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Most homeowners in Malibu are well acquainted with the extensive permitting requirements for even the slightest addition or remodel, because much of our city is governed by the Coastal Act and the California Coastal Commission (CCC). Recently the California Courts have been asked to define the process for homeowners protesting conditions placed on permits issued by the CCC.
On September 9, 2014, one of the California Court of Appeals issued a decision in Lynch v. California Coastal Commission that drastically affects how Malibu homeowners must interact with the CCC to preserve their property rights.On October 20, 2014, home owners requested the California Supreme Court review this important issue.
In 2010, a violent storm severely damaged the seawall protecting several bluff-top coastal homes.To rebuild the seawall, the homeowners applied for a building permit with the CCC.The CCC issued the homeowners a permit, but the permit included conditions including (1) a restriction that homeowners could not rebuild a stairway to the beach that was damaged in the storm and (2) the permit would expire in 20 years, thereby granting the CCC the option to remove the seawall once the permit expired.The homeowners accepted these conditions “under protest” in hopes of being able to rebuild immediately and challenge the conditions later.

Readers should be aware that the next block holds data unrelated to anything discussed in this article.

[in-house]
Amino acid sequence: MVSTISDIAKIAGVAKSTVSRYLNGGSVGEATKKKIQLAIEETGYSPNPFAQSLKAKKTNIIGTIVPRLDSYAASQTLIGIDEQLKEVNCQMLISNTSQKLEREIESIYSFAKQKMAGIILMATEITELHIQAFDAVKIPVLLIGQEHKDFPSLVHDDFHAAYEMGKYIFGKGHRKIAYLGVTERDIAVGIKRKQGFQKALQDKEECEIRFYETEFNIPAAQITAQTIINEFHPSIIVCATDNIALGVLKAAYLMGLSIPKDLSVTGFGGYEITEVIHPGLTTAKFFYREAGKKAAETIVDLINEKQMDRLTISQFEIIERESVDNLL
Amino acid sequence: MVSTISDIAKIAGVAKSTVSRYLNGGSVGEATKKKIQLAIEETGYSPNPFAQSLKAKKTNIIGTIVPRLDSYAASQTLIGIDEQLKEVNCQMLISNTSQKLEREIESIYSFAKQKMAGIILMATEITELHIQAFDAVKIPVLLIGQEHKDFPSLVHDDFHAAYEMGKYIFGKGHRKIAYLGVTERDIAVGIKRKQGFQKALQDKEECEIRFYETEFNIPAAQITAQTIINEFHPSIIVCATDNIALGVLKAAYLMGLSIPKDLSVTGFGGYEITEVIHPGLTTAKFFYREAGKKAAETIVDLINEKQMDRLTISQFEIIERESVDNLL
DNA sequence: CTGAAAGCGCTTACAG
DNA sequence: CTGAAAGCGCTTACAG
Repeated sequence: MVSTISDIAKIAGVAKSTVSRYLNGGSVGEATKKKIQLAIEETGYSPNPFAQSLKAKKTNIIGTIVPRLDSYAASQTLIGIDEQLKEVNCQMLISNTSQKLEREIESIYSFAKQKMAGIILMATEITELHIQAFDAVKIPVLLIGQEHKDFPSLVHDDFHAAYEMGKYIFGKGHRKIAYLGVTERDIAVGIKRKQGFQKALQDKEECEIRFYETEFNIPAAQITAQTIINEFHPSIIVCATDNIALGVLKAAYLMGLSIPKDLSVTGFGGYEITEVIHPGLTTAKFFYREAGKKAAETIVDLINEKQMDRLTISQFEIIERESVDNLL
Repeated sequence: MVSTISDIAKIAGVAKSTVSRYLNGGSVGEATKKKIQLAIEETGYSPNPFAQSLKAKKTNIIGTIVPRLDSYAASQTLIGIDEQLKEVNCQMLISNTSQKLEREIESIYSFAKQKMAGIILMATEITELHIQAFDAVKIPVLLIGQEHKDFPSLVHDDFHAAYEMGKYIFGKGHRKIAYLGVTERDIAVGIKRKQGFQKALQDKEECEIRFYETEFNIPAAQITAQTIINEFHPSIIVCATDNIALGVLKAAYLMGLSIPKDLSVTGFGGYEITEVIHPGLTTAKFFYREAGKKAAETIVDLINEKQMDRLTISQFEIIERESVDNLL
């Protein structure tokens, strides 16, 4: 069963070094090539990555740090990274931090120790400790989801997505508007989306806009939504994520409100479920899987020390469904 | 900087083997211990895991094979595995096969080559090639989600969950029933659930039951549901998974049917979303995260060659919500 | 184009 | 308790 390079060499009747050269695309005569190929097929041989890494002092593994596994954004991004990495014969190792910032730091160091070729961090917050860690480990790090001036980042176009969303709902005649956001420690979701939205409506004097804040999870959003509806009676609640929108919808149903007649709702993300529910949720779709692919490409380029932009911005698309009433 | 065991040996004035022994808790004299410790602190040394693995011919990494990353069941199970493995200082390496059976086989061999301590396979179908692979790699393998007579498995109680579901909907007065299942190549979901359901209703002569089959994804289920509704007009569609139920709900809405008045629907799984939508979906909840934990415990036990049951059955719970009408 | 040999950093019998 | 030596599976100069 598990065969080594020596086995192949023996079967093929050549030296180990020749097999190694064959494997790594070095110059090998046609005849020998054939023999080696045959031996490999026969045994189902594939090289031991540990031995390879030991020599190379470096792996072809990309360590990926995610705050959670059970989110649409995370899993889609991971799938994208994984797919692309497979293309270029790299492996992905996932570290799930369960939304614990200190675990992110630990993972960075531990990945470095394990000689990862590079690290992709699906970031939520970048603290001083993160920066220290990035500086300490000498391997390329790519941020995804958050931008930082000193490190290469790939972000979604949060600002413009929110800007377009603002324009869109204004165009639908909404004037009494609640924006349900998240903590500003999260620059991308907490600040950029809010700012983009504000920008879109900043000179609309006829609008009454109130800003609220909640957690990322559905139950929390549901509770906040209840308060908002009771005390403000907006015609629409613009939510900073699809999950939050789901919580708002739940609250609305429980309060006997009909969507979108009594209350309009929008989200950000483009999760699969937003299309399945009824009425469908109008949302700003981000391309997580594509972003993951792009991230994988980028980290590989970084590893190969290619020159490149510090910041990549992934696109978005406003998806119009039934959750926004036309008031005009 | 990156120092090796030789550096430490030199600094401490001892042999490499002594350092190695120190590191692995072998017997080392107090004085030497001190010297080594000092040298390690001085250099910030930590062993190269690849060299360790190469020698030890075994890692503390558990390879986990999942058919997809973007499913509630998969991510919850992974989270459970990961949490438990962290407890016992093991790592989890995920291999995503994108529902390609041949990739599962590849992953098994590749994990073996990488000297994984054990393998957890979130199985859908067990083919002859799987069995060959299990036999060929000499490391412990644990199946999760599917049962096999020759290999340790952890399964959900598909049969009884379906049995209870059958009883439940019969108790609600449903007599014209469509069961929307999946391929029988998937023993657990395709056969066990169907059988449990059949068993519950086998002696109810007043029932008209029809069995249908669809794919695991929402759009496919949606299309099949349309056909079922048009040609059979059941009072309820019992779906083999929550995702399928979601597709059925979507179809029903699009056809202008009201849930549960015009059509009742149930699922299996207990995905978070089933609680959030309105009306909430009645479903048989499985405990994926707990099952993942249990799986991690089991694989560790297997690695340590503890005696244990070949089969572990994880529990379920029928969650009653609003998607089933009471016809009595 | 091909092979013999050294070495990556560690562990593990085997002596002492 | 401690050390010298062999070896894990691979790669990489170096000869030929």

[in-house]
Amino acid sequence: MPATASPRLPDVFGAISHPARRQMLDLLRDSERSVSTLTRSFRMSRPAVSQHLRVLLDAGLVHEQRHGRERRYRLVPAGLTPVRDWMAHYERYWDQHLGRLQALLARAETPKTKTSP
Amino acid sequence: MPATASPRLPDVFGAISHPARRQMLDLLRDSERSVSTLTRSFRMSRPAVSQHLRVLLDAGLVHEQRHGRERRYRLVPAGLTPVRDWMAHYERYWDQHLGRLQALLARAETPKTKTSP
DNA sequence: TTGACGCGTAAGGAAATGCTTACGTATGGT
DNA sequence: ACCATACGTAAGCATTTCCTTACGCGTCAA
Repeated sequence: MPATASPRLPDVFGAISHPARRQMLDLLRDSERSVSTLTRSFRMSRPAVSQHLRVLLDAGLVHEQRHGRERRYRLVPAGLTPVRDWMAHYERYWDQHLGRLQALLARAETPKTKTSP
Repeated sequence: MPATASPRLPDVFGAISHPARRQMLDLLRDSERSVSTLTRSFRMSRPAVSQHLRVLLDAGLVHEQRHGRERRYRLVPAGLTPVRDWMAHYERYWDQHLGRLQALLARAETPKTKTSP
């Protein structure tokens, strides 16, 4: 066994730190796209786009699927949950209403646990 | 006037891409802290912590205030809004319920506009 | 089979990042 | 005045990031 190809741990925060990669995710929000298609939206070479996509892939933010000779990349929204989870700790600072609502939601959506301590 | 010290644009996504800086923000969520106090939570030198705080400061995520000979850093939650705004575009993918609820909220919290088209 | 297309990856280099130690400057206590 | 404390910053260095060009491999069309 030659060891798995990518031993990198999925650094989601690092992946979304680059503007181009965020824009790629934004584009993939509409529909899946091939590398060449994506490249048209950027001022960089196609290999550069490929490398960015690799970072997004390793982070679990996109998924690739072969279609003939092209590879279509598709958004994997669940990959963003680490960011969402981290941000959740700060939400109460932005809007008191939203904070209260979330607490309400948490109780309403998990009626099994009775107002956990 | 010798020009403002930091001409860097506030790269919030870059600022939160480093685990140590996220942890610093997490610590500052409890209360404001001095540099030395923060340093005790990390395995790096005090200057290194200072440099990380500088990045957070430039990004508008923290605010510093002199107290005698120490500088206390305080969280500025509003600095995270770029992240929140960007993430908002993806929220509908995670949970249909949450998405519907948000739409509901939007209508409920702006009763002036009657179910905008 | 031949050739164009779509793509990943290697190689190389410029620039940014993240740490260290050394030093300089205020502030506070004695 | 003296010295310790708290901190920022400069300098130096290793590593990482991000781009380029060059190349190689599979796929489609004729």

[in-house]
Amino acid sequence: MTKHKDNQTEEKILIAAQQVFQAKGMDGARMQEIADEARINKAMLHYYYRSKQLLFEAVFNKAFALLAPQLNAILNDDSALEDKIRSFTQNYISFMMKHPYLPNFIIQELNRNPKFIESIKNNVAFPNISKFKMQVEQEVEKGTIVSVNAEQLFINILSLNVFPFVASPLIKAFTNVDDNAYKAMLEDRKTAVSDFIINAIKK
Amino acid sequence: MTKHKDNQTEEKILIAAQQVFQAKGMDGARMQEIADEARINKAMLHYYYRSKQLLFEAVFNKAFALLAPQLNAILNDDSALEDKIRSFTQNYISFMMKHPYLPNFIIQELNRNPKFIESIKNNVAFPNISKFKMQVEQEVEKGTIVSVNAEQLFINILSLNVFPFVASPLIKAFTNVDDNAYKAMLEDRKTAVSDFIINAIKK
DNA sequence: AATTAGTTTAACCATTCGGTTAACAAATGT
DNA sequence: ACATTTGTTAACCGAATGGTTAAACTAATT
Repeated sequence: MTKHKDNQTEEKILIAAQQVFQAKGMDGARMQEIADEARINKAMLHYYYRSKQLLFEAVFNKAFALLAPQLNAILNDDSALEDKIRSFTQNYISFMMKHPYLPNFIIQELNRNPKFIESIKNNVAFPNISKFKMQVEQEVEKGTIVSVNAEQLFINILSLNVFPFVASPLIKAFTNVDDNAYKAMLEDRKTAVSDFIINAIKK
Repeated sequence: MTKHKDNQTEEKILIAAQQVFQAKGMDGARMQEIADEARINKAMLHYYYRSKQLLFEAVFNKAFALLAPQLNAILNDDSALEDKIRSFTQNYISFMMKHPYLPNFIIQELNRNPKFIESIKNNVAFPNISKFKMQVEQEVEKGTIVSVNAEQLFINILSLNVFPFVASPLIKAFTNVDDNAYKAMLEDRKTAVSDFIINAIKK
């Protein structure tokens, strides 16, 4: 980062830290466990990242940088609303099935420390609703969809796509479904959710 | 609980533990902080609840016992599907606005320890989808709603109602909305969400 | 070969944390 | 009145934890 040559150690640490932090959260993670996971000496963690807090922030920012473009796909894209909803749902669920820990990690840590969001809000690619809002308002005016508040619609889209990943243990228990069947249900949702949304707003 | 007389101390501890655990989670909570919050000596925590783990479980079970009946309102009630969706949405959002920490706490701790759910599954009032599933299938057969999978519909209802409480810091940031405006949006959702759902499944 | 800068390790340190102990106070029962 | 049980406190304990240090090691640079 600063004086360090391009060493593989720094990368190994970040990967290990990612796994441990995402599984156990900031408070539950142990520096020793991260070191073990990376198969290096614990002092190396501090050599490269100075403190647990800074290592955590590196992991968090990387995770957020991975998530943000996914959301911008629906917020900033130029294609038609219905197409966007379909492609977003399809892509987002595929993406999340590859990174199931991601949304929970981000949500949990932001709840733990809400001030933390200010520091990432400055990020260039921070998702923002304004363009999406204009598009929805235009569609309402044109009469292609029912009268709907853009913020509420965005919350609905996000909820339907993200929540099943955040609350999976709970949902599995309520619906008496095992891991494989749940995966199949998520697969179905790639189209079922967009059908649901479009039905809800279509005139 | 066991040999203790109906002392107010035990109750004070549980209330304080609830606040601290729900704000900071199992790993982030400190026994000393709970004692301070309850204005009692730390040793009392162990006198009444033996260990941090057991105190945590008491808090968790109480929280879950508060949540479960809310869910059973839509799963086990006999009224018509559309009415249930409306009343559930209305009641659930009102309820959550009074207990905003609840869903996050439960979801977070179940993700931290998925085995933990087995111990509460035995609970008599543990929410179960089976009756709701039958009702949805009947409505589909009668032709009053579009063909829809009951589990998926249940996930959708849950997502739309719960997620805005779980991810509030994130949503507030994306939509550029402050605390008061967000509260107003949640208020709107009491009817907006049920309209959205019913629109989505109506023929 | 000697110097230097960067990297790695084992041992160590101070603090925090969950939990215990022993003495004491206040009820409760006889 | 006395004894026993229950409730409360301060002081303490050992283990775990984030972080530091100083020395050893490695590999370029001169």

However, a California Court of Appeals held that the homeowners waived their right to challenge the permit conditions by writing the conditions into their deeds and starting to rebuild before completing their challenge to the conditions. This court refused to accept the homeowners’ argument that they only agreed to the permit conditions out of desperation to save and protect their homes and had made their objections known to the CCC.
The published Court of Appeals decision establishes case precedent that gives the CCC broad discretion to attach conditions to building permits.The decision also prevents homeowners governed by the CCC from building now and challenging permit conditions later.
Unless and until the California Supreme Court agrees to review the decision in Lynch v. California Coastal Commission, Malibu homeowners must resolve all their challenges of CCC permit conditions prior to beginning construction, even if the construction is absolutely necessary rather than simply cosmetic.Failure to wait may prove fatal to any later challenge brought by the homeowner.
Harrison Barnes, A Professional Law Corporation will continue monitoring the status of Lynch v. California Coastal Commission.Harrison Barnes, A Professional Law Corporation is a Malibu-based law firm focused on providing top quality representation to the Malibu community.For more details about the firm or a consultation, call (310) 598-1719 and check out Harrison Barnes, A Professional Law Corporation’s website at http://www.harisonbarnes.comBluff-Top Coastal Homeowners Petition California Supreme Court to Review Coastal Commission Restrictionson Seawall Permit by Harrison Barnes
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